The possible survivor groups of consumer group selection policy 1 include (a) category 3 I/O requests that map to consumer group 1 (CG1), (b) category 3 I/O requests that map to consumer group 2 (CG2), and (c) category 3 I/O requests that map to category group 3 (CG3). In the case that category 3 I/O requests that map to CG1 survive phase 2, the storage server will apply database selection policy 3 during phase 3. In the case that category 3 I/O requests that map to CG2 survive phase 2, the storage server will apply database selection policy 4 during phase 3. In the case that category 3 I/O requests that map to CG3 survive phase 2, the storage server will apply database selection policy 5 during phase 3.
As illustrated in
In this example, the consumer group selection policies differ both with respect to the number of consumer groups, and with respect to the structure of the policies. Different consumer group policies may also differ with respect to how the consumer groups are defined. For example, the attribute-to-consumer group mapping used to determine whether an I/O request belongs to Priority DSS, Maintenance, or DSS, may be completely different than the attribute-to-consumer group mapping used to determine whether an I/O request belongs to CG1, CG2, CG3, or CG4.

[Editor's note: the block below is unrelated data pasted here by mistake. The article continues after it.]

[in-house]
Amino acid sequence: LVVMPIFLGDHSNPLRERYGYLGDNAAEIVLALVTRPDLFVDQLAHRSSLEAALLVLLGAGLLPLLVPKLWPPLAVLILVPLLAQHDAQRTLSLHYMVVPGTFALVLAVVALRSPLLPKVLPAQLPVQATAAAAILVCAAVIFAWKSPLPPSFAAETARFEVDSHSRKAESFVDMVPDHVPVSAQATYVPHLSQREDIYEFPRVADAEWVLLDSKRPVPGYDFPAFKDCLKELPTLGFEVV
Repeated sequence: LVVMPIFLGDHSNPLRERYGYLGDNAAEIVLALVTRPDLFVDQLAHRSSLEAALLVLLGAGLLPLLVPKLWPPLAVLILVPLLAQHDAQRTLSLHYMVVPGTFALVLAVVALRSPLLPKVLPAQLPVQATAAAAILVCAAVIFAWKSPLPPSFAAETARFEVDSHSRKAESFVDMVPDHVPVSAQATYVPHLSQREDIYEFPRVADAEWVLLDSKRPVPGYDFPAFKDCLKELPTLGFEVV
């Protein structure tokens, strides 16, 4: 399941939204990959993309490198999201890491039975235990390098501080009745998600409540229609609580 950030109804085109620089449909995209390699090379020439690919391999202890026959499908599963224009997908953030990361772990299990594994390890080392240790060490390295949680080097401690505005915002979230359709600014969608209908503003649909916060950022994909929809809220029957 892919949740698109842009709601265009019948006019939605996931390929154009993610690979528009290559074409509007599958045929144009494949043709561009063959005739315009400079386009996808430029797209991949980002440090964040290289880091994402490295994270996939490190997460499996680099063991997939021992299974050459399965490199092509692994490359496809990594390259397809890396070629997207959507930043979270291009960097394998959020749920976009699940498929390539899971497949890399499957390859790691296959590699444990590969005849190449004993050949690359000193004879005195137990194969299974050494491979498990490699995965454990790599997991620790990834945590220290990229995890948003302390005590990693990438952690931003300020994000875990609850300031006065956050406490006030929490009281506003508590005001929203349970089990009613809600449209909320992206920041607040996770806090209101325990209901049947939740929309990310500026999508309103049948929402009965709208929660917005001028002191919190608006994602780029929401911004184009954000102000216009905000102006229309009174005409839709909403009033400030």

According to one embodiment, once consumer groups have been created, policies are created to specify how sessions are mapped to consumer groups. Sessions can be mapped to consumer groups based, for example, on session attributes. The session attributes may include, for example, a user name, the service that the session used to connect to the database, client machine, client program name, client user name, and so on. If a user is creating consumer groups for each application and each application has a dedicated service, then the user can create mapping policies based on service names. If a user wants to dedicate a consumer group to a particular set of users, then the user creates mapping policies based on their user names. As mentioned above, sessions that are not explicitly assigned to a consumer group may be placed in a default consumer group.
As mentioned above, a selection policy may include policies that specify how I/O resources are allocated among consumer groups. In one embodiment, a selection policy contains a resource allocation directive for each consumer group, which consists of a percentage and a level. In one embodiment, a user may specify up to eight levels. Consumer groups at level 2 get resources that were not allocated at level 1 or were not consumed by a consumer group at level 1. Similarly, consumer groups at level 3 are allocated resources only when some allocation remains from levels 1 and 2. The same policies apply to levels 4 through 8. Multiple levels not only provide a way of prioritizing, but they provide a way of explicitly specifying how all primary and leftover resources are to be used. A user can construct selection policies that allocate resources across consumer groups using percentages, priorities, or a combination of the two.